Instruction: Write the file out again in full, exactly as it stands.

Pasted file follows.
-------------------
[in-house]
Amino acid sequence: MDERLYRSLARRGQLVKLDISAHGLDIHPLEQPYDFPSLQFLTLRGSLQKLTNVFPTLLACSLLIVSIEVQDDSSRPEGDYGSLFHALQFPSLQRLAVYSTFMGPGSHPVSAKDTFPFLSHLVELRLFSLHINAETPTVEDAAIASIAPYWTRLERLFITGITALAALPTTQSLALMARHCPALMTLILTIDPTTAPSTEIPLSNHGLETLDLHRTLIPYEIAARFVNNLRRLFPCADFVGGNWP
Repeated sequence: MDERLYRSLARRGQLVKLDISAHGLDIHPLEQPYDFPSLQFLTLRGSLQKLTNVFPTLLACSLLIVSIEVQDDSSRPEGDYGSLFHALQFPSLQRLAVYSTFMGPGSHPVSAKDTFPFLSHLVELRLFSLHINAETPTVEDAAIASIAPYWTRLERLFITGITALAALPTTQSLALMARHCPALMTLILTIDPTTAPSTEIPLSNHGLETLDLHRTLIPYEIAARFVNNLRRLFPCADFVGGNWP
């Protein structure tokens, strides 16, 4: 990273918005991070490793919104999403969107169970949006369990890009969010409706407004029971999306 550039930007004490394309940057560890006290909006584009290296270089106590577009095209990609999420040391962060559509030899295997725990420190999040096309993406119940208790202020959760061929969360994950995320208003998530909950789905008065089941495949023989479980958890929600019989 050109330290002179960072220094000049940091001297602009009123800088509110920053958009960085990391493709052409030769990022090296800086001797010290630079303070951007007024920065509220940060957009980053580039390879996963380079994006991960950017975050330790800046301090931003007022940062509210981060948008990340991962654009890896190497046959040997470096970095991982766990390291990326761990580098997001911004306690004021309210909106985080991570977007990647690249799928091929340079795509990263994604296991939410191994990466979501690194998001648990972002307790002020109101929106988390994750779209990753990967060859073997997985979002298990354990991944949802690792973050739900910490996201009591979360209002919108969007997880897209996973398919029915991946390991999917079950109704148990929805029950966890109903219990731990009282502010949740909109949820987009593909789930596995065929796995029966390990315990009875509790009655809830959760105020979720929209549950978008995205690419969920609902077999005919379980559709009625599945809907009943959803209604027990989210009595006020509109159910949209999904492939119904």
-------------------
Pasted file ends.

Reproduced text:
[in-house]
Amino acid sequence: MDERLYRSLARRGQLVKLDISAHGLDIHPLEQPYDFPSLQFLTLRGSLQKLTNVFPTLLACSLLIVSIEVQDDSSRPEGDYGSLFHALQFPSLQRLAVYSTFMGPGSHPVSAKDTFPFLSHLVELRLFSLHINAETPTVEDAAIASIAPYWTRLERLFITGITALAALPTTQSLALMARHCPALMTLILTIDPTTAPSTEIPLSNHGLETLDLHRTLIPYEIAARFVNNLRRLFPCADFVGGNWP
Repeated sequence: MDERLYRSLARRGQLVKLDISAHGLDIHPLEQPYDFPSLQFLTLRGSLQKLTNVFPTLLACSLLIVSIEVQDDSSRPEGDYGSLFHALQFPSLQRLAVYSTFMGPGSHPVSAKDTFPFLSHLVELRLFSLHINAETPTVEDAAIASIAPYWTRLERLFITGITALAALPTTQSLALMARHCPALMTLILTIDPTTAPSTEIPLSNHGLETLDLHRTLIPYEIAARFVNNLRRLFPCADFVGGNWP
């Protein structure tokens, strides 16, 4: 990273918005991070490793919104999403969107169970949006369990890009969010409706407004029971999306 550039930007004490394309940057560890006290909006584009290296270089106590577009095209990609999420040391962060559509030899295997725990420190999040096309993406119940208790202020959760061929969360994950995320208003998530909950789905008065089941495949023989479980958890929600019989 050109330290002179960072220094000049940091001297602009009123800088509110920053958009960085990391493709052409030769990022090296800086001797010290630079303070951007007024920065509220940060957009980053580039390879996963380079994006991960950017975050330790800046301090931003007022940062509210981060948008990340991962654009890896190497046959040997470096970095991982766990390291990326761990580098997001911004306690004021309210909106985080991570977007990647690249799928091929340079795509990263994604296991939410191994990466979501690194998001648990972002307790002020109101929106988390994750779209990753990967060859073997997985979002298990354990991944949802690792973050739900910490996201009591979360209002919108969007997880897209996973398919029915991946390991999917079950109704148990929805029950966890109903219990731990009282502010949740909109949820987009593909789930596995065929796995029966390990315990009875509790009655809830959760105020979720929209549950978008995205690419969920609902077999005919379980559709009625599945809907009943959803209604027990989210009595006020509109159910949209999904492939119904």